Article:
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Anxiety-Schmanxiety

If you live with any degree or type of anxiety, chances are you've wondered if anxiety will ever stop. It's natural to want anxiety to go away, to be gone from your life. Sometimes, it can seem like anxiety is here to stay and that no matter how hard you try to reduce it, it's always there. I used to wonder this all the time, and there were times that I really believed I was stuck with anxiety forever despite all my efforts to deal with it. As someone who has lived with significant anxiety and who has been a counselor and is now a mental health writer, I can help answer these questions. Does anxiety ever go away? Unfortunately no (at least not completely). Are you stuck with anxiety forever? Also, fortunately, no. 
I have been this way for what seems like my entire life: when I feel stressed out about something, I organize. And when I say organize, I mean that in a pretty far-reaching way: organizing to me means not only organizing, but also cleaning, downsizing, basically anything that falls under the umbrella of getting my affairs in order. I don’t know how common this is among others. But I would like to at least try to explain why staying organized is so helpful to me.
Anxiety's effects on your life can be brutal, interfering with what you want to do, who you want to be with, and how you want to be. A previous post explored six ways anxiety messes with your life. Here, we'll revisit those nasty effects of anxiety, and I offer six mindfulness-based tips to effectively deal with them. You can implement these mindfulness tips immediately--they don't need extra tools or preparation--so you can reduce anxiety's effects on yourself and your life.
As of late, I’ve been dealing with more personal anxieties than is normal. For that reason, I’ve cut down on activities that I enjoy, like reading, because at the moment, they’re too psychically taxing. One thing I haven’t cut down on, however, is music.
Anxiety messes with lives. That's really the bottom line of anxiety, isn't it? It barges into our lives, uninvited, and acts like a boorish guest. It causes all sorts of miserable symptoms, which are annoying enough as it is. Unfortunately, anxiety isn't just confined to a set of symptoms, but, instead, inserts itself into our lives and has negative effects that cause disruption. While the effects of anxiety are unique to each person who experiences any type of anxiety, there are some effects that many people with anxiety share. In the spirit of "misery loves company," and so you know you're not alone, here are common effects of anxiety--six ways anxiety messes with life.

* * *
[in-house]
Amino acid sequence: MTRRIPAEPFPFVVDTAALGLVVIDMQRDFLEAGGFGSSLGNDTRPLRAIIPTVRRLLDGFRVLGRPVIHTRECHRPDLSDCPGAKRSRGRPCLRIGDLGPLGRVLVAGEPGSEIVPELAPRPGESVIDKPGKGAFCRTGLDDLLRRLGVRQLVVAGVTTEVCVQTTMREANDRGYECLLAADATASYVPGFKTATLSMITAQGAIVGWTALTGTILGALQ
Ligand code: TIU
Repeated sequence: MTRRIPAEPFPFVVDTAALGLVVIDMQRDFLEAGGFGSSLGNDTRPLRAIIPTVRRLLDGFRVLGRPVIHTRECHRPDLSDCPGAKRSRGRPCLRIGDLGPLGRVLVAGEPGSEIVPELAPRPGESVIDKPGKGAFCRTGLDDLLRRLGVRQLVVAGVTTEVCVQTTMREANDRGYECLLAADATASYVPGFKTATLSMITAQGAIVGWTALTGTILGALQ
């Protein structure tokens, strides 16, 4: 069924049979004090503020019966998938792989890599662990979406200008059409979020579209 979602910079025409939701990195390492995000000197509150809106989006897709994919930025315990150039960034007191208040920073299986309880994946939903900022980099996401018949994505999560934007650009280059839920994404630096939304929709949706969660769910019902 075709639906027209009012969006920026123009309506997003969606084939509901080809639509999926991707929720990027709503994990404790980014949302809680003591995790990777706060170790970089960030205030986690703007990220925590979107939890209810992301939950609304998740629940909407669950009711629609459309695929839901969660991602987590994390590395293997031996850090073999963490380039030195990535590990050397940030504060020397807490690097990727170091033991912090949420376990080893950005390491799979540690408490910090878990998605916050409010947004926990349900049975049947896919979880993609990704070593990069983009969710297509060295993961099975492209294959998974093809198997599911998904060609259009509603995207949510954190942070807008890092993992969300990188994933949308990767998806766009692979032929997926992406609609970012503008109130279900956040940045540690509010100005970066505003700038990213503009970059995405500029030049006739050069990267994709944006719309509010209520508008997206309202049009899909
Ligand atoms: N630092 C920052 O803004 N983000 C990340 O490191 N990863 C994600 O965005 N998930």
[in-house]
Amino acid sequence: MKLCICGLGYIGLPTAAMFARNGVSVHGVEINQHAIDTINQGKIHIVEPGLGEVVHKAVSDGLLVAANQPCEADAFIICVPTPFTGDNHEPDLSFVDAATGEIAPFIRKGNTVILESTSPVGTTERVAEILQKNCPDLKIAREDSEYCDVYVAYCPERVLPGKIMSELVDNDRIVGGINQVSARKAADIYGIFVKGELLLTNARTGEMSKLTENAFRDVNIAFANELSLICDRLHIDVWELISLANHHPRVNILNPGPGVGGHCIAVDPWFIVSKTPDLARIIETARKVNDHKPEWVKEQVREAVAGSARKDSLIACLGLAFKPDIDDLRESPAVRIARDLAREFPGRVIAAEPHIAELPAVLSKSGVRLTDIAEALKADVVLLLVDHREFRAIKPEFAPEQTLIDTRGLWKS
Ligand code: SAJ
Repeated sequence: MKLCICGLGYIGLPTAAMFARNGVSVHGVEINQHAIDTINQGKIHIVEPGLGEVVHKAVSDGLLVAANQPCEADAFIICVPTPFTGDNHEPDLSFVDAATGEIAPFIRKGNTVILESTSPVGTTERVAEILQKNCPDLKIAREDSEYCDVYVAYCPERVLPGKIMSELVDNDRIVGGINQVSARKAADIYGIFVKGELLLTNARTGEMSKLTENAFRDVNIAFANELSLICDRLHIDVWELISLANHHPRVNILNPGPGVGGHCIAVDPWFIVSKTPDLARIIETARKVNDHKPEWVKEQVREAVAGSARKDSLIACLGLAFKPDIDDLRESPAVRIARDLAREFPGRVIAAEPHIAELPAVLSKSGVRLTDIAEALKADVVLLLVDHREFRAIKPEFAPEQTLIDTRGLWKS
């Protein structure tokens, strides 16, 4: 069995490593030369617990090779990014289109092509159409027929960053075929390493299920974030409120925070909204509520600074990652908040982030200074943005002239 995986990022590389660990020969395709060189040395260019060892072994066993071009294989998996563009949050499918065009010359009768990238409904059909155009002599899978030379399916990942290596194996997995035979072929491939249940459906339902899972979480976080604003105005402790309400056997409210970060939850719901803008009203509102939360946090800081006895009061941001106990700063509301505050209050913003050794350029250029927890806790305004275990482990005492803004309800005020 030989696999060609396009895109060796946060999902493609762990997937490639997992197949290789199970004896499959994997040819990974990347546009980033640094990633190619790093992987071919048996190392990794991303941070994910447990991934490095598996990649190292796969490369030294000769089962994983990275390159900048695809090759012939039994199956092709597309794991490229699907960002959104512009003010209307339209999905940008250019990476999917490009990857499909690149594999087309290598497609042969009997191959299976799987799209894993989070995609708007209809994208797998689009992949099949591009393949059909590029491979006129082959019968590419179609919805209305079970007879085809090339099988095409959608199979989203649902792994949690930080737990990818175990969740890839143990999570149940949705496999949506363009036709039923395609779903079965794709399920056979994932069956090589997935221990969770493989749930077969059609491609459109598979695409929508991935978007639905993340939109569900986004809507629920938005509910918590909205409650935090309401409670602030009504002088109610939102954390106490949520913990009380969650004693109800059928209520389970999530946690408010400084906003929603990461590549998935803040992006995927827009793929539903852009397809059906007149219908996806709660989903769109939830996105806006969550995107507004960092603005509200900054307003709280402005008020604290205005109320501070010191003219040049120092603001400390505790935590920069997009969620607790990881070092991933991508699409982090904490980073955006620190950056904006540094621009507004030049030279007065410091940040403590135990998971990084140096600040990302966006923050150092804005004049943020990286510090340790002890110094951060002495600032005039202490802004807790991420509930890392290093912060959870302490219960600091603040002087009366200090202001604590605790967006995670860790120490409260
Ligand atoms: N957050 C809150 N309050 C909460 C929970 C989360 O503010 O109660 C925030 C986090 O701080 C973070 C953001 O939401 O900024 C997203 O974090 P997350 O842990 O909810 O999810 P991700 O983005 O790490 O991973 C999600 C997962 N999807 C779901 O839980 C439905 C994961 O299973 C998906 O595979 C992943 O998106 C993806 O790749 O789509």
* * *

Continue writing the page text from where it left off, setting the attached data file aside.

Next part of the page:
I’ve been living in a new place for nearly three months, and the anxiety of loneliness is getting to me. This place is more removed from basically all of my close friends and family, so I’m not going to be able to visit them as often as I once was. Obviously, this has been difficult for me. This post is my attempt to try and come to terms with that.
Anxiety can make work or school difficult. A strong sense of perfectionism can make starting and completing tasks daunting, sometimes leading to incomplete work and missed deadlines. Fears about presentations can make life miserable. Even worries about sitting in a quiet room where others can see or hear you or stressful situations with coworkers or classmates can cause anxiety symptoms to skyrocket. The effects of work or school anxiety can make every day miserable or even keep you at home in avoidance. One approach to deal with this is to become a SCUBA diver. 
Parenting anxiety doesn't end when a child goes off to college. In fact, experiencing anxiety about college-age kids (young adults) is common. I've had many conversations recently about worries and anxiety around kids going off to college, and I just dropped off my own son at his school for his freshman year. Here's a look at why sending a young adult child can cause anxiety and how not to be consumed with worry despite all of the causes.
I’m the kind of person that has a lot of hobbies. As such, I’m constantly coming up with ideas for creative projects related to those hobbies. The amount that I’ve been able to devote to those projects because of my anxiety, however, is nowhere near what I sometimes envision it to be. Oftentimes I am guilty of trying to do too many things at one time, and I need to be better about that.
Physical health and mental health aren't separate concepts. Body, brain (the physical organ), and mind (our thoughts, feelings, sense of self, and much more) are deeply interconnected. To care for one requires us to care for the others, and by tending to all of them, we can function well despite any obstacle in our path--including anxiety. Use these four simple health tips to keep your whole self healthy so you can stay calm despite anxiety.